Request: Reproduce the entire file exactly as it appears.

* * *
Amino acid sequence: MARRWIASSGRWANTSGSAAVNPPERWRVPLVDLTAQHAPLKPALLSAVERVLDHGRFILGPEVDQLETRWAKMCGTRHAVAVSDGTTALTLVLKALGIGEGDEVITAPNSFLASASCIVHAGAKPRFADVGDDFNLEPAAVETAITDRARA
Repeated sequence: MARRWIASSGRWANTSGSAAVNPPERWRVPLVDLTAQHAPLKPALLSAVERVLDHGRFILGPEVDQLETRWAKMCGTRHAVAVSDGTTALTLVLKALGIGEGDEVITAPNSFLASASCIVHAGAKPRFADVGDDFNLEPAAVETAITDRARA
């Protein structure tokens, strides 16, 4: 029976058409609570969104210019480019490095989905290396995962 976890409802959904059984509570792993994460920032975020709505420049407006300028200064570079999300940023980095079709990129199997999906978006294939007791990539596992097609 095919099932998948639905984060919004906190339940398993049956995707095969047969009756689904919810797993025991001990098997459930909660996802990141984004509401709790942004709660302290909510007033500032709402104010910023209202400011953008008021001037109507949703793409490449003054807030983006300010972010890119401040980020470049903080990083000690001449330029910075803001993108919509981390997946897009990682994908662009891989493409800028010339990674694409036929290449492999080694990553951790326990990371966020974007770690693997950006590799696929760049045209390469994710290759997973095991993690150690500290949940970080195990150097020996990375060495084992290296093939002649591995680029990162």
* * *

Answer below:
Amino acid sequence: MARRWIASSGRWANTSGSAAVNPPERWRVPLVDLTAQHAPLKPALLSAVERVLDHGRFILGPEVDQLETRWAKMCGTRHAVAVSDGTTALTLVLKALGIGEGDEVITAPNSFLASASCIVHAGAKPRFADVGDDFNLEPAAVETAITDRARA
Repeated sequence: MARRWIASSGRWANTSGSAAVNPPERWRVPLVDLTAQHAPLKPALLSAVERVLDHGRFILGPEVDQLETRWAKMCGTRHAVAVSDGTTALTLVLKALGIGEGDEVITAPNSFLASASCIVHAGAKPRFADVGDDFNLEPAAVETAITDRARA
């Protein structure tokens, strides 16, 4: 029976058409609570969104210019480019490095989905290396995962 976890409802959904059984509570792993994460920032975020709505420049407006300028200064570079999300940023980095079709990129199997999906978006294939007791990539596992097609 095919099932998948639905984060919004906190339940398993049956995707095969047969009756689904919810797993025991001990098997459930909660996802990141984004509401709790942004709660302290909510007033500032709402104010910023209202400011953008008021001037109507949703793409490449003054807030983006300010972010890119401040980020470049903080990083000690001449330029910075803001993108919509981390997946897009990682994908662009891989493409800028010339990674694409036929290449492999080694990553951790326990990371966020974007770690693997950006590799696929760049045209390469994710290759997973095991993690150690500290949940970080195990150097020996990375060495084992290296093939002649591995680029990162």